Glycerol is a slow but effective bactericide; 97% of bacteriologic cultures from GPA are negative within 3 months. The inactivation of micro-organisms is enhaced by the addition of antibiotics during processing (12, 13 )Glycerol 85% can also inactivate viruses. Studies by Van Baare et al (14) indicate that the antiviral properties of glycerol are principally dependent on glycerol concentration, temperature, and duration of exposure. Herpes simplex was inactivated fast at 37 ºC but much slower at 4ºC (14, 15). Free HIV-1 was inactivated within 1h at 37°C with 85% glycerol. Storage of exogenously HIV-1 infected cadaver skin in 85% glycerol at 4°C resulted in complete inactivation of the virus after five days (16).

Although some viruses may be inactivated by the current manufacturing process, further validation research must define the optimal processing conditions for virus elimination. Available data suggest that the possibility of virus transmission with GPA as now manufactured cannot be discounted. On the other hand, each year over 1.550.000 cm² GPA have been used clinically by burn centres in Europe, with no reports of suspected disease transmission.
Transmission of micro-organisms via donor skin cannot be ruled out completely with the current state of knowledge but by careful donor selection the risk is very low.

Further progress with synthetic skin substitutes may eventually render the use of skin allografts in burn care redundant. In the meantime, the low costs of manufacture combined with ease of handling ensure that glycerol preserved donor skin still has a useful role in the clinical treatment of burn injuries. For larger scald burns, it is still preferred above hydrofibre dressings (17).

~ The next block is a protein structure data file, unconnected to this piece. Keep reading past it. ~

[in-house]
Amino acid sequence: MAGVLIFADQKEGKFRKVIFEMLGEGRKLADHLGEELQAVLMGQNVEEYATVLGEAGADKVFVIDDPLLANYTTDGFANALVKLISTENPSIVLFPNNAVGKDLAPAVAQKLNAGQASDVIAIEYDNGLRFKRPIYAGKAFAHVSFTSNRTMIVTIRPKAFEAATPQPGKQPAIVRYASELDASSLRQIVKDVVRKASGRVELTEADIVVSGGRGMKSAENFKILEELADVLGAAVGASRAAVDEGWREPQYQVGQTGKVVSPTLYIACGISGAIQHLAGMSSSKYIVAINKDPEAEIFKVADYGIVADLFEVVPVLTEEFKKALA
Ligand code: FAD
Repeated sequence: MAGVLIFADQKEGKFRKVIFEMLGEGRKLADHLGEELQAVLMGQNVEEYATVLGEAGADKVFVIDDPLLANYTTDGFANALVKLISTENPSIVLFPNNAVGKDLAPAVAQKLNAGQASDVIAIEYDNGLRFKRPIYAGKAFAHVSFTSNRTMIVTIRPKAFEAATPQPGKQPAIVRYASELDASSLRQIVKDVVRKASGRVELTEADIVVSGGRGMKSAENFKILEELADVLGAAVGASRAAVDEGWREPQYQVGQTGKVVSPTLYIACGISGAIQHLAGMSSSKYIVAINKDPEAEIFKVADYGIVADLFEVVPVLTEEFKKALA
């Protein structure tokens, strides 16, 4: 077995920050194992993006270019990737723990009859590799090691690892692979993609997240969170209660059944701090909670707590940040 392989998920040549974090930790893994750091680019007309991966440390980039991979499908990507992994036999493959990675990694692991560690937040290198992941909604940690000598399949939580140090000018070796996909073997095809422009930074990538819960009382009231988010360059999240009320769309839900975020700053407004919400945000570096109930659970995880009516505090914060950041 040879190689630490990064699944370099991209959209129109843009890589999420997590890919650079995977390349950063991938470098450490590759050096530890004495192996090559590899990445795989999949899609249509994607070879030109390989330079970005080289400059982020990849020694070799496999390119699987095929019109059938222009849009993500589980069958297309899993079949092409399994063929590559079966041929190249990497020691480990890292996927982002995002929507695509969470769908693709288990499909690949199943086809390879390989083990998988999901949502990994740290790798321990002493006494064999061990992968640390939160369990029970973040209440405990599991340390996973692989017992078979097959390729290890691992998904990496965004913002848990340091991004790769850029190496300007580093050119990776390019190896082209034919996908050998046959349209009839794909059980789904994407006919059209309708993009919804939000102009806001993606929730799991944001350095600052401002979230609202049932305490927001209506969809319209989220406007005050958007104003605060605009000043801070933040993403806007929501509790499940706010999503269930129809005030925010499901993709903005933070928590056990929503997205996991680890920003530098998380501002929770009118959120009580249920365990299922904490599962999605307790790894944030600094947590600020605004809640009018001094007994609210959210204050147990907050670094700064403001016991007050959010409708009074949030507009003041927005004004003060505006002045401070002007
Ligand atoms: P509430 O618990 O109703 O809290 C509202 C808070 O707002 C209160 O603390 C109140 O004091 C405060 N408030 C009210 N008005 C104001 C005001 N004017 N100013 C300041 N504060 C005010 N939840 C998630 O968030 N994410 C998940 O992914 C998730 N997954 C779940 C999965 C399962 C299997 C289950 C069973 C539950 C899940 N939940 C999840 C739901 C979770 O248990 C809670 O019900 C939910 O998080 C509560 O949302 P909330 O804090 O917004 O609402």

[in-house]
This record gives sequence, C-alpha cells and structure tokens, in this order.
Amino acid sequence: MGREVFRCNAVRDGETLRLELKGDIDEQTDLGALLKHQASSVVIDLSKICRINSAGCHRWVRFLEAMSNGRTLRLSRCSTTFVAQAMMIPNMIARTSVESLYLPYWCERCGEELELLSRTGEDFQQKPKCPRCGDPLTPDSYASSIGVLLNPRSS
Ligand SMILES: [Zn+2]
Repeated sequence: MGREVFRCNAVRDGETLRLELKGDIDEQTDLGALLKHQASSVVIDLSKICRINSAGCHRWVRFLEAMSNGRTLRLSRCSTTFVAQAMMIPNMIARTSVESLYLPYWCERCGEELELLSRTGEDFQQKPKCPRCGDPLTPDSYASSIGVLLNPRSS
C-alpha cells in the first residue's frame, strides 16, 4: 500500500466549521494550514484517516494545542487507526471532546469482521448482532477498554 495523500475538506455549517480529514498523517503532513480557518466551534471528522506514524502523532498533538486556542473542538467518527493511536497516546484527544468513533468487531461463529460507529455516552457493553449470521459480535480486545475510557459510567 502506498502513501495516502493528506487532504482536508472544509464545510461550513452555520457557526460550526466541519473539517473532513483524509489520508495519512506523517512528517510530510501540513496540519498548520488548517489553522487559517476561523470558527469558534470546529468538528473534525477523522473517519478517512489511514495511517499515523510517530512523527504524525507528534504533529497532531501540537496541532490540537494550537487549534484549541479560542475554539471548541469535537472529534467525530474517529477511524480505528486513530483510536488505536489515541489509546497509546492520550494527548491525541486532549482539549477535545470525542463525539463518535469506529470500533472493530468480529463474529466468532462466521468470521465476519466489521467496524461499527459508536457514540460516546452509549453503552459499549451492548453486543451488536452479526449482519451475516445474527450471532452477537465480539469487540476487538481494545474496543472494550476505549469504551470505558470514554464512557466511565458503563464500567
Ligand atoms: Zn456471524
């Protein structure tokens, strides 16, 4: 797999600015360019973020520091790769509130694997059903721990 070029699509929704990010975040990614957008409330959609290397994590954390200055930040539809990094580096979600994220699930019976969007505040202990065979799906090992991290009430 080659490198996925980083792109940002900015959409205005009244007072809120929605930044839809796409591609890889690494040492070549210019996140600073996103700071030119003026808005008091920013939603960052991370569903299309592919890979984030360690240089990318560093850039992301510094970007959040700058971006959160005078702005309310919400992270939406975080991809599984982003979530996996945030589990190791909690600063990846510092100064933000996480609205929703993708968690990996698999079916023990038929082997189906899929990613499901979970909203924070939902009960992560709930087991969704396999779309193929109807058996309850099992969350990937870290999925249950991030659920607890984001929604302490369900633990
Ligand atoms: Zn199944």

New developments, Glyaderm

Although treatment with donor skin stimulates the healing of the wound, the quality of the final scar is still disappointing. Especially deep wounds treated with widely expanded autologous skin heal with contraction and hypertrophic scars. Dermal substitution may improve the final result. Since 2000 research has been done by ESB to develop a dermal substitute from donor skin. A prototype was prepared using low concentrations of NaOH. All donor cells are removed effectively using this method, the remaining acellular dermis consists of collagen and elastin fibres and can therefore be used as implant instead of a biological coverage. This prototype (Glyaderm) could effectively reduce wound contraction (18) in experimental models.